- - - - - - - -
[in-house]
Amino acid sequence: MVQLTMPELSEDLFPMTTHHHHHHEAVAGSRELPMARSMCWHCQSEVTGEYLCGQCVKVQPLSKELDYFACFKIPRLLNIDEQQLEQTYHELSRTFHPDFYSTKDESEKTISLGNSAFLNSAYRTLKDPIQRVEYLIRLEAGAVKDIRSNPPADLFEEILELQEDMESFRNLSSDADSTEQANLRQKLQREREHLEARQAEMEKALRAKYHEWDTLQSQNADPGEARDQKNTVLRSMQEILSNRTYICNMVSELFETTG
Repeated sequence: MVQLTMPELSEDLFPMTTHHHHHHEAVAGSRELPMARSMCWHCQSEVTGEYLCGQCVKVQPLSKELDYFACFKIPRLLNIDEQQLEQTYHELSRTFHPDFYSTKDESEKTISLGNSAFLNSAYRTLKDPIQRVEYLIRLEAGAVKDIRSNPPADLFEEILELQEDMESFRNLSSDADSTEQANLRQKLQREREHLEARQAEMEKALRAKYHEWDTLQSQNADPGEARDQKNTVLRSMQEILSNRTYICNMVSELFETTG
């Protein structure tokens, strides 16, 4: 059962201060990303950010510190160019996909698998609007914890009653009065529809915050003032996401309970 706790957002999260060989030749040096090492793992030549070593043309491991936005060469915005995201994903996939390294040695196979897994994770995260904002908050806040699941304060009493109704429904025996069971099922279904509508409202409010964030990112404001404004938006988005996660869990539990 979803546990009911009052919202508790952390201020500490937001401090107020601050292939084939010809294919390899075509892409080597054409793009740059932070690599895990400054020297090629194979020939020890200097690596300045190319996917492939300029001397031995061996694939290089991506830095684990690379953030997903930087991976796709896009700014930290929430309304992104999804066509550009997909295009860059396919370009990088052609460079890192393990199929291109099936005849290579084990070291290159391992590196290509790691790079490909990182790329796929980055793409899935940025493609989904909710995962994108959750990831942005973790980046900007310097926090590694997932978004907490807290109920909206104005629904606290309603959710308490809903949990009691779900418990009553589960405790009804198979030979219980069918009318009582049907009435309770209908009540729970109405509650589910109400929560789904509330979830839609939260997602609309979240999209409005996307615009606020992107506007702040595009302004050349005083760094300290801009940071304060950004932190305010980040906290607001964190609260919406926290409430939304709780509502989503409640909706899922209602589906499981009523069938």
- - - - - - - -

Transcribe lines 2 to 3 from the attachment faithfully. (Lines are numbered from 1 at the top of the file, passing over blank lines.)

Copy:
Amino acid sequence: MVQLTMPELSEDLFPMTTHHHHHHEAVAGSRELPMARSMCWHCQSEVTGEYLCGQCVKVQPLSKELDYFACFKIPRLLNIDEQQLEQTYHELSRTFHPDFYSTKDESEKTISLGNSAFLNSAYRTLKDPIQRVEYLIRLEAGAVKDIRSNPPADLFEEILELQEDMESFRNLSSDADSTEQANLRQKLQREREHLEARQAEMEKALRAKYHEWDTLQSQNADPGEARDQKNTVLRSMQEILSNRTYICNMVSELFETTG
Repeated sequence: MVQLTMPELSEDLFPMTTHHHHHHEAVAGSRELPMARSMCWHCQSEVTGEYLCGQCVKVQPLSKELDYFACFKIPRLLNIDEQQLEQTYHELSRTFHPDFYSTKDESEKTISLGNSAFLNSAYRTLKDPIQRVEYLIRLEAGAVKDIRSNPPADLFEEILELQEDMESFRNLSSDADSTEQANLRQKLQREREHLEARQAEMEKALRAKYHEWDTLQSQNADPGEARDQKNTVLRSMQEILSNRTYICNMVSELFETTG